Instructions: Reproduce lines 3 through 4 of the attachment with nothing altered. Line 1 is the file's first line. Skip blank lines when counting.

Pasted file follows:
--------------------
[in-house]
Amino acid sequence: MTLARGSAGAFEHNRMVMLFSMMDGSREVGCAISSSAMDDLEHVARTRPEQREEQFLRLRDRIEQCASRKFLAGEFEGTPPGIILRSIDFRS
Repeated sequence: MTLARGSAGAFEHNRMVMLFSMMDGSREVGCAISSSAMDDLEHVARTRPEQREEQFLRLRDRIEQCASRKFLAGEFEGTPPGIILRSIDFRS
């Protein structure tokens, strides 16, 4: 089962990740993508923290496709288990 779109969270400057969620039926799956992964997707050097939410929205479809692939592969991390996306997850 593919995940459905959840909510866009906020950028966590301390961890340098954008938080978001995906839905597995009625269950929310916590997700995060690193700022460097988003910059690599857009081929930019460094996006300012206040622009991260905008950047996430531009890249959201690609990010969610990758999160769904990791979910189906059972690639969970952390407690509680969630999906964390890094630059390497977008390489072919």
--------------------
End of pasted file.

Repeated sequence: MTLARGSAGAFEHNRMVMLFSMMDGSREVGCAISSSAMDDLEHVARTRPEQREEQFLRLRDRIEQCASRKFLAGEFEGTPPGIILRSIDFRS
């Protein structure tokens, strides 16, 4: 089962990740993508923290496709288990 779109969270400057969620039926799956992964997707050097939410929205479809692939592969991390996306997850 593919995940459905959840909510866009906020950028966590301390961890340098954008938080978001995906839905597995009625269950929310916590997700995060690193700022460097988003910059690599857009081929930019460094996006300012206040622009991260905008950047996430531009890249959201690609990010969610990758999160769904990791979910189906059972690639969970952390407690509680969630999906964390890094630059390497977008390489072919």